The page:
It has the potential to give democracy a beachhead in a crucial region

By Khalifa Ghwell

Since the revolution in 2011, which was supported militarily by the United States, Libya has been ruled by divided governments.

Today there are actually three governments attempting to govern simultaneously, one of which — the Government of National Salvation — I serve as prime minister. The lack of political unity has made our fight for stability and security against extremists that much harder.

Indeed, whatever hopes we have for democracy are at risk; representative government is a new concept here and it will not be legitimate in the eyes of our exhausted country unless we have functional institutions and can protect our people.

To that end, it is crucial that America not forget us, but help us toward a political solution that reconciles our differences.

My first priority as prime minister has been to rid Libya of extremist elements, be it ISIS, Daesh, al Qaeda, Ansar al Sharia or whatever is the name of the day.

As I have said on many occasions, fundamentalism and terrorism should be fought, as they betray the principles of Islam and the promise of a free and peaceful Libya. President Trump has recently said that he is prepared to support Libya in its fight against extremism and we welcome that and are ready to partner in that fight.

We have created and trained special teams at the Misrata air base who report directly to me and have been deployed on countless missions against the terrorists and fought bravely in the successful purge of Daesh from Sirte. We have also established the Counterterrorsim Service (CTS) which has exchanged important and crucial information and data with the U.S. and European intelligence agencies.

But as we fight, we must also renew our efforts to bring together a national unity government. Here, the international community has failed us. Immediately following the revolution, the U.S. and our European friends were cheered in the public squares of our towns and villages. But the task of building a functioning pluralistic government for people who suffered under a brutal dictatorship for generations was gravely underestimated.

The international community at that time faced its own problems of slow growth and political uncertainty and didn’t engage Libya with the strong financial, political, and military support we needed.

The chaos that ensued has implications beyond our borders, best illustrated by the immigration crisis of thousands from other countries beset by conflict and poverty transiting through Libya to Europe. Our inability to prevent this transit is simply due to our lack of a single unified and strong central government. The internal Libyan problem has become an international nightmare for Europe.

For these reasons, I am prepared to support international efforts to help us bring together a national unity government that takes into consideration the principles behind the revolution and brings fairness and opportunities for all regions and societal segments of our great country.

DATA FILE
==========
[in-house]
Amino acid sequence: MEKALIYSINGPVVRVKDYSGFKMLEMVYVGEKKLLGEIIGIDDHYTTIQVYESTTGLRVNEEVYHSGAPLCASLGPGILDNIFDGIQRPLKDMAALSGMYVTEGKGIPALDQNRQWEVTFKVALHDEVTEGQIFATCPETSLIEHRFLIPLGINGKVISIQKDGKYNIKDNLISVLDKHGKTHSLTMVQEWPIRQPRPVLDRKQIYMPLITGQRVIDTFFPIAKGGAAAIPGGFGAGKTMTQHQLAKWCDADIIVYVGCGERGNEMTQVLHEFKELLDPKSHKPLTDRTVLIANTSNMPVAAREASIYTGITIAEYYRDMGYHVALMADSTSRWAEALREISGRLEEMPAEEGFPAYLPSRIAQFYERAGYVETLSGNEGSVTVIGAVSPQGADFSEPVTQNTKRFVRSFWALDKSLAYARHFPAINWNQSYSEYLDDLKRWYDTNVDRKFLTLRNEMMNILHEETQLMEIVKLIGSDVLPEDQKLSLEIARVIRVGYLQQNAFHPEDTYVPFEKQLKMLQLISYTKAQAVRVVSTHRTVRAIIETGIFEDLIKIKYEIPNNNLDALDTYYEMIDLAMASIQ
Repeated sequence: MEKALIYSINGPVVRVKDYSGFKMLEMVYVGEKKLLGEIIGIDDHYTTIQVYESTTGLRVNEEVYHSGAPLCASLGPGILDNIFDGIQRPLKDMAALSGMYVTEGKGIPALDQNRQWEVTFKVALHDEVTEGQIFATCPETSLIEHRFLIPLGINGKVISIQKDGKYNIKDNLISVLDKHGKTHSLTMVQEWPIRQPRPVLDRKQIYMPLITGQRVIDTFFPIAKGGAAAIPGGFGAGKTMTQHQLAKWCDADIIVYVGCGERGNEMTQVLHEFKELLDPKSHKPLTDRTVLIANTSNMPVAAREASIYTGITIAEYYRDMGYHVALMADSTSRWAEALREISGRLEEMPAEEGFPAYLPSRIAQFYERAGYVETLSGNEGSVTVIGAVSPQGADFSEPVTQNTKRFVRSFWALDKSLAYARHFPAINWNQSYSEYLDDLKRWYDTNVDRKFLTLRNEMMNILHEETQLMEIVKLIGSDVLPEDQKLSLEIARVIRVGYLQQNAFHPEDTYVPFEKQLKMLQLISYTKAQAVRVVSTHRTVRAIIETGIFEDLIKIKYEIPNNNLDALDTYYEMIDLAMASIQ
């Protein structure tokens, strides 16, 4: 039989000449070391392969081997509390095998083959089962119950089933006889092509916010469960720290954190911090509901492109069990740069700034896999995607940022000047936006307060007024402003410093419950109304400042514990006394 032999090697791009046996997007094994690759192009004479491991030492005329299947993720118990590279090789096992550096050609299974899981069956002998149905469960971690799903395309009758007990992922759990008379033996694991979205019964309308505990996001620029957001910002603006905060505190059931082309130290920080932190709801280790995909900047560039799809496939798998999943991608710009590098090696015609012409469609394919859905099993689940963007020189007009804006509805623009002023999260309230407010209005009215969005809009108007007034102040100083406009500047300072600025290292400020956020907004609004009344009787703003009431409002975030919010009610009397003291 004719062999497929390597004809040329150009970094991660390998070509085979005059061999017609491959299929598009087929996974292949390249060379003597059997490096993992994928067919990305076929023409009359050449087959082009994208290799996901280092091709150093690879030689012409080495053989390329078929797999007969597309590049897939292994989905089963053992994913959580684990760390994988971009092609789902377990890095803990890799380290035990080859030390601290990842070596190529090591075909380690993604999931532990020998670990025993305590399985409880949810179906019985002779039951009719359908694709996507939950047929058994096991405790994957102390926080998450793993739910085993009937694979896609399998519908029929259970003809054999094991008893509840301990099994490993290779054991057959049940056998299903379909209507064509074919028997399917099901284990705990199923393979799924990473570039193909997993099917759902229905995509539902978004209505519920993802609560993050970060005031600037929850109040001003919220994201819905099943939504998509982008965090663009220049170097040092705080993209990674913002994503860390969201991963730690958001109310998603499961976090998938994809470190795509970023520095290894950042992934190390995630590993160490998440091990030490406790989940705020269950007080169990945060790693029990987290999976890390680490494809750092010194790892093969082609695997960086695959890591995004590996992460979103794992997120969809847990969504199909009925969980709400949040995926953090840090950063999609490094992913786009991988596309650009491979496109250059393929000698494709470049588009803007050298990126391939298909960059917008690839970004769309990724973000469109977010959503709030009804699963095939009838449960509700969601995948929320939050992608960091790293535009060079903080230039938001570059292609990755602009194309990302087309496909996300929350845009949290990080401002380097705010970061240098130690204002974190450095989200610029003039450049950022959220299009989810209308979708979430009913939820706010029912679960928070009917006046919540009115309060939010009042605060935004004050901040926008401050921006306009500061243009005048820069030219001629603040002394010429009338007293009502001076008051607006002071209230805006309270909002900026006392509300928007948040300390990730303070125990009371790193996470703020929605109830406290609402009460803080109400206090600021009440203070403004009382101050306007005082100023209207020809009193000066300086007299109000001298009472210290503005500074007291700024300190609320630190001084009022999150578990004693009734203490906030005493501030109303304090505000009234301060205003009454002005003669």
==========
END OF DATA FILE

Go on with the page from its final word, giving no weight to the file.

While this is no easy task, it must be done for the alternative of further chaos and fighting can no longer be tolerated or allowed. I do not desire or seek a role in this unity government, but rather to encourage it and to be a part of a new generation of Libyan leadership that is drawn from and returns to ordinary citizen life.

My caution to the U.S. and our other friends is that the unity solution cannot be perceived as a government imposed on us by the outside. Libya needs the support of indigenous and impartial broad-based groups such as the Libyan Political Agreement Committee that brings together leaders from all aspects of our society.

The LPA supports no political party or candidate but seeks to bring people together in common cause. We must be reminded that democracy is not simply an election; it needs to be nurtured by non-governmental organizations that work on behalf of Libya as well as by an independent press, an independent judiciary and civilian control over a national military.

Indeed, these features are the building blocks of a stable, functional, self-sufficient democracy. Unity will allow us at last to develop a national economic strategy that touches all segments of the population. One of my first tasks as prime minister was to establish the Strategic Projects Committee. This consisted of leaders from many industry sectors though out the whole of Libya.

This committee is charged with outlining and describing the immediate and necessary commercial opportunities needed to be exploited on urgent basis such as power generation, road and bridge repair, health and education infrastructure rebuilds and more. But we cannot encourage it, oversee it, finance it with a fragmented government. What’s more we need a single sovereign nation to repatriate much of our frozen and stolen financial resources and to attract capital investments, especially from the U.S.

Mr. Trump was right to focus on security as his top priority in Libya; terrorism and the ideas that inspire it are a transnational phenomenon. But we can’t merely kill our way through the problem. We need to present a credible alternative to the nihilism of extremists, namely, a successful experiment in governance that can bring more and more people into the fold and eliminate the grievances that terrorists prey on. Keeping Libya on the U.S. dashboard has the potential to give democracy a beachhead in a crucial region.


Khalifa Ghwell is the prime minister of the Government of National Salvation in Libya. (There are other two government in the country)


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